Want to learn more about the ways Columbus can do better? This article says it all.
Honesty and Transparency:
We deserve to know what our public officials are doing in office – and if it’s working for all of us.
We need to engage residents before decisions are made. We want public officials to be proactive about collecting feedback from people affected by top-down decisions. Let’s have a minimum of three weeks of debate before big decisions are made. We should make it easy for residents to weigh in on decisions; no one should have to track down public officials or do extensive research to find out about legislation that will change their lives.
A commitment to follow-through. Gathering feedback is just a front if those in charge aren’t willing to act on it. We need to establish transparent ways to track whether or not public feedback is incorporated into decision-making. Let’s make sure our leaders aren’t just hearing our voices, but are actually listening to us.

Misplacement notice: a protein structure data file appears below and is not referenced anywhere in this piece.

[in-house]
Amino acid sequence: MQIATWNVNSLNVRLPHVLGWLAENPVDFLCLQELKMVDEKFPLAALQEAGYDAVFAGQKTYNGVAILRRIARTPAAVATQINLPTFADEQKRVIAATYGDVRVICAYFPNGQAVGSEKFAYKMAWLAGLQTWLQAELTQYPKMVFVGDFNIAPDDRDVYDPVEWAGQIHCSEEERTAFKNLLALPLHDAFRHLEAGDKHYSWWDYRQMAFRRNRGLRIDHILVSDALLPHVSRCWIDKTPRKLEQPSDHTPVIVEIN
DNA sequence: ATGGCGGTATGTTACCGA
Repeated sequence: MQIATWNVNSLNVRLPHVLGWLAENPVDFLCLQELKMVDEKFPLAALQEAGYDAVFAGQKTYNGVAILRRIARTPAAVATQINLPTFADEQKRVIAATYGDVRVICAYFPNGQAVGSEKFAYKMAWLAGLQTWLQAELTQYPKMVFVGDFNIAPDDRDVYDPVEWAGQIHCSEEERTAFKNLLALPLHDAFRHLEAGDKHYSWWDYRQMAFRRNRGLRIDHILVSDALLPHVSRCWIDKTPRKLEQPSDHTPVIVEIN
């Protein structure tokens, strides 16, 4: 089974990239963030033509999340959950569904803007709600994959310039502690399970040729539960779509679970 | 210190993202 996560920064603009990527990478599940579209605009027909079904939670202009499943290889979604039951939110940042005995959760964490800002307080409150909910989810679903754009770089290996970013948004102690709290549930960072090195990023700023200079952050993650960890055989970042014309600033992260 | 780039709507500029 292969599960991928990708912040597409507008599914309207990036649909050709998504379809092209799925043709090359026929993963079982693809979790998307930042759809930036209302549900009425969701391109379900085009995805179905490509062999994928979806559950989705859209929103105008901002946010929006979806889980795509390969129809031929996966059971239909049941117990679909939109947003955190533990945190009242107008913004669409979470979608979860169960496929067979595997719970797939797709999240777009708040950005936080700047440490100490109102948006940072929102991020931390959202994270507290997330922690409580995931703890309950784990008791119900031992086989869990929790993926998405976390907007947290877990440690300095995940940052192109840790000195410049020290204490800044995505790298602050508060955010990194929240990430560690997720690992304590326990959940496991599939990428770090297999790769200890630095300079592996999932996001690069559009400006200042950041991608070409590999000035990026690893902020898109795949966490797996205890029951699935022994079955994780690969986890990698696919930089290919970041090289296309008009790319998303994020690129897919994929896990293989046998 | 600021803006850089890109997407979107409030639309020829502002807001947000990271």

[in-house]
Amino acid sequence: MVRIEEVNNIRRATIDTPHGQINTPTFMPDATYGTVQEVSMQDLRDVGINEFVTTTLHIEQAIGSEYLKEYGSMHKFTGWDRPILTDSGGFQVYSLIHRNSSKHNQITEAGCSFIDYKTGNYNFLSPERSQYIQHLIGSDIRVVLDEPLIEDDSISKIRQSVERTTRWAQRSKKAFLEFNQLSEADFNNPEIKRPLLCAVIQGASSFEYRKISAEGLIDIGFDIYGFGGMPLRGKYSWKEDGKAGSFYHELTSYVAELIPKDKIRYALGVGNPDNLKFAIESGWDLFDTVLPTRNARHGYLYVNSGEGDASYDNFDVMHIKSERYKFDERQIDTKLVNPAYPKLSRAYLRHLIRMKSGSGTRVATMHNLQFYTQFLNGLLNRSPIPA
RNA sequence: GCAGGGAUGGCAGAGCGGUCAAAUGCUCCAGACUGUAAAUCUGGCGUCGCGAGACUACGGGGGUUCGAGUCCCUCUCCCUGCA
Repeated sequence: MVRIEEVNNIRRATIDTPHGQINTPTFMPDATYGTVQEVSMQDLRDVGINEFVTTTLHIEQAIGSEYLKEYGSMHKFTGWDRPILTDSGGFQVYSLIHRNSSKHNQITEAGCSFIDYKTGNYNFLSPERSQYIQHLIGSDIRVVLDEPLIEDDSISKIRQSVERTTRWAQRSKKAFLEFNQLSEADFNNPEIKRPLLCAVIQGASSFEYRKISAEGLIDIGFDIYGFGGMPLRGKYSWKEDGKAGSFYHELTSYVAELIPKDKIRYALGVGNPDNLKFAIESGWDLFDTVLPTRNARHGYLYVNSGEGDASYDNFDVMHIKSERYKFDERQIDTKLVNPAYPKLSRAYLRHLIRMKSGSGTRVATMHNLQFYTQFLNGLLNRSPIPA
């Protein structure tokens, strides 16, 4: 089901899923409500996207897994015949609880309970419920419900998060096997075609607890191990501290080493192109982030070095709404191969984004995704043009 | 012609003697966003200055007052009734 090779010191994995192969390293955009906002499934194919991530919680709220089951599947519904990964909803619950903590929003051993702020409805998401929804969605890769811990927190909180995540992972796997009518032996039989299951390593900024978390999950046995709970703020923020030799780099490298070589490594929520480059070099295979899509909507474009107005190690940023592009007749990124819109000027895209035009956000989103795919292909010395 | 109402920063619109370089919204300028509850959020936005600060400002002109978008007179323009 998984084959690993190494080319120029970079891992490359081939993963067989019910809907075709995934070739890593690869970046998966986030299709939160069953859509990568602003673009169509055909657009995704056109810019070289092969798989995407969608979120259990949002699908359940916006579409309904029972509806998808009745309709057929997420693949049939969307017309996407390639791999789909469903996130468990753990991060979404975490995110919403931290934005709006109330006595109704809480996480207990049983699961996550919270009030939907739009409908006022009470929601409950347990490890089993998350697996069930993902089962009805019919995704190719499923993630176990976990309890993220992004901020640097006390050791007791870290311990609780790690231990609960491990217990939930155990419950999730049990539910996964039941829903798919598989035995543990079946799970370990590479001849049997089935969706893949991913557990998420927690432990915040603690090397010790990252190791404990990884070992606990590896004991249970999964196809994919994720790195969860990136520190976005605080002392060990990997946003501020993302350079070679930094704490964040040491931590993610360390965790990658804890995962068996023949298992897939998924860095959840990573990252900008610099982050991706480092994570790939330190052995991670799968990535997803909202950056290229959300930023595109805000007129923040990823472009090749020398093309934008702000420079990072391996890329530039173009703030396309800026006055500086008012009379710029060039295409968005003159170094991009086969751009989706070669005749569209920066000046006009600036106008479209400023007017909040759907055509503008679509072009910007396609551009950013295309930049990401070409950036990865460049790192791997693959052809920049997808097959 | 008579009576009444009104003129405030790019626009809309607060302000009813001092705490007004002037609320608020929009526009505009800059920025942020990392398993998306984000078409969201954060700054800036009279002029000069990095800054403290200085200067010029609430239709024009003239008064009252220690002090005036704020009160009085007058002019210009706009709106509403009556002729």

Responsible limits on campaign donations. Columbus is the largest city in the country that doesn’t limit contributions to political campaigns. That means the same people who give tens of thousands of dollars to city officials are receiving million-dollar tax breaks and profitable city contracts. Our leaders want us to trust that their judgment isn’t swayed by the financial support of developers and contractors, but city records tell a different story. We’re saying ‘no’ to institutionalized bribery.